another Christmas miracle. Thanks, Lymen!
AVweb is actively seeking out the best FBOs in the country and another one, submitted by you, will be spotlighted here next Monday!
A Pilot's Look at Life Clear Left, I'll Have the Chicken: An Airline Captain Looks at Life, by Kevin Garrison. What people are saying: "I have spent years and billions of dollars getting into space, only to
find that Kevin already is" NASA spokesperson. "I think he was trying to be funny" Mark Twain.
Each week, we go through dozens (and sometimes hundreds) of reader-submitted photos and pick the very best to share with you on Thursday mornings. The top photos are featured on
AVweb's home page, and one photo that stands above the others is awarded an AVweb baseball cap as our "Picture of the Week." Want to see your photo on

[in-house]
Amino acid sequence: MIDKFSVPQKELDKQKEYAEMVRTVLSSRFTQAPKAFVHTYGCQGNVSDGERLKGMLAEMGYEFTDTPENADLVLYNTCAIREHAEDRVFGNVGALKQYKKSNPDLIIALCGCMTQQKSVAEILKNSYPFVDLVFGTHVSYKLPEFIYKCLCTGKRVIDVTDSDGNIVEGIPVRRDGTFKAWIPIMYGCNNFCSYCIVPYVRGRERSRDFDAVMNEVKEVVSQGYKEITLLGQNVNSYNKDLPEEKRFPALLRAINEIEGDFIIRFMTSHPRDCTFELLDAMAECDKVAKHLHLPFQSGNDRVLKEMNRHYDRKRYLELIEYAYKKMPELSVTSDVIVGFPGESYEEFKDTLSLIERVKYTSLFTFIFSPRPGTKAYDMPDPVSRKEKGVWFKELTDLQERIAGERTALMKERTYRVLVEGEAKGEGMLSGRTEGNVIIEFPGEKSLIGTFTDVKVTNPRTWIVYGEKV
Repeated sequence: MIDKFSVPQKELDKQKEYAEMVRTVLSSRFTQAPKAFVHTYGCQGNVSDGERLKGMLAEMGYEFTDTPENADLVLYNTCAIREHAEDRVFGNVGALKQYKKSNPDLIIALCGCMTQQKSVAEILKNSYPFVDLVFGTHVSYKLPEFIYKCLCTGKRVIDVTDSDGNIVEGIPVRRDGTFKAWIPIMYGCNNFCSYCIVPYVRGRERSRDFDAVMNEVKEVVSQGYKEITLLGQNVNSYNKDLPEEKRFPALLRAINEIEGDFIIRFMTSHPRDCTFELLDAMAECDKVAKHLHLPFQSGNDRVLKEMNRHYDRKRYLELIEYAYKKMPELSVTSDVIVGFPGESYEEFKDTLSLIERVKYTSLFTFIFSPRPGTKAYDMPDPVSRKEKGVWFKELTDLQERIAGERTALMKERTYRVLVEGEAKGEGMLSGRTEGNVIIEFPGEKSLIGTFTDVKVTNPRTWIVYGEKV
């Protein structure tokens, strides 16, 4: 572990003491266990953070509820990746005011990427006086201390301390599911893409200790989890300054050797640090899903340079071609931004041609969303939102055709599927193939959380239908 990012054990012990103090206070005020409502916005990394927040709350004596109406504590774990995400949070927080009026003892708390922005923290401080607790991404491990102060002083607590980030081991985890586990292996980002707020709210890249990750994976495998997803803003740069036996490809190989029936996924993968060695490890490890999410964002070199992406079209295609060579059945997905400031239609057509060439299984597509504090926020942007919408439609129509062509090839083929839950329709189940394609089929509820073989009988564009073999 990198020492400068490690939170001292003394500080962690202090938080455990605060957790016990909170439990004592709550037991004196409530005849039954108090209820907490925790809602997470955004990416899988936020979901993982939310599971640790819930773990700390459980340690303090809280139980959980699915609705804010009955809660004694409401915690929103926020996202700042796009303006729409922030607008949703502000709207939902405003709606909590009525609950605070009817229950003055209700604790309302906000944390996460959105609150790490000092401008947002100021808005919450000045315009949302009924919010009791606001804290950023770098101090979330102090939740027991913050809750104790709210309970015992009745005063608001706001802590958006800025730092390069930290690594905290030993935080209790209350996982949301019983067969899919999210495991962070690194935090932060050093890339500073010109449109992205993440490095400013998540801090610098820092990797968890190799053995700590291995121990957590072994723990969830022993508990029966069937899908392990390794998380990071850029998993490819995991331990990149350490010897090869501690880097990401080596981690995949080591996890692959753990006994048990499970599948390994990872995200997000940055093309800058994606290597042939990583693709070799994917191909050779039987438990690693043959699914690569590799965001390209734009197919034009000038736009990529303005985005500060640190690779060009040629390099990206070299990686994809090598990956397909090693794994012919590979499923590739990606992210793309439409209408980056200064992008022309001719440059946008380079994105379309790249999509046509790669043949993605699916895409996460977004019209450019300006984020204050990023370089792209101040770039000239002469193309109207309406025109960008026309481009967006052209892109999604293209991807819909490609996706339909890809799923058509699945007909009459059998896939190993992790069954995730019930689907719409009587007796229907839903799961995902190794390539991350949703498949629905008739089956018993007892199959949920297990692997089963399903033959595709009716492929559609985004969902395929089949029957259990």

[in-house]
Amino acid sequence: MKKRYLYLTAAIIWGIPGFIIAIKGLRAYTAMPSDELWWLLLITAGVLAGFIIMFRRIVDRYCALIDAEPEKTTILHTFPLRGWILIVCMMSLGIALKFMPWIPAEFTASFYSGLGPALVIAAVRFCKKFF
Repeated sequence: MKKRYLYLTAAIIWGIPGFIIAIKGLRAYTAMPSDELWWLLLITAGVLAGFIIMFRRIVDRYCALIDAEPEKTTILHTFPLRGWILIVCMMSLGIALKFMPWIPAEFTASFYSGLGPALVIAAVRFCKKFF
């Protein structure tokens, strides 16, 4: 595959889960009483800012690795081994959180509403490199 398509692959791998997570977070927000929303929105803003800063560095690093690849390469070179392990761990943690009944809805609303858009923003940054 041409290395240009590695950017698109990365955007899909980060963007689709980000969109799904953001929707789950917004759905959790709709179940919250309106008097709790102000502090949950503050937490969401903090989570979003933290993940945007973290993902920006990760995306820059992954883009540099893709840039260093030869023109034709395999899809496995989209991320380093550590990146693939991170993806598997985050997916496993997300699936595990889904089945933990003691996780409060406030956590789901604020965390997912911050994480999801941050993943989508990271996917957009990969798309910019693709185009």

AVweb.com? Click here to submit it to our weekly contest.
*** THIS WEEK'S WINNERS ***
Happy New Year!
Over the last 365 days, we've received an incredible 4,580 submissions to our weekly photo contest. At just over 800 MB of photos, that's more raw images that we could archive on a
single CD. Counting today's entries in our home page slideshow, we've shared 872 photos with you over the last 53 Thursdays.
One of the nice surprises in this week's batch of submissions was the number of photos we saw from submitters who have been AWOL for most of the year!
Jakob Adolf of Herten, Nordrhein-Westfalen (Germany) is still working with the Madagascar Ankizy
Fund building public service facilities on the island. Here, he flies building supplies in to Bekodoka for a future hospital on an air strip that hadn't been used "for over 40 years."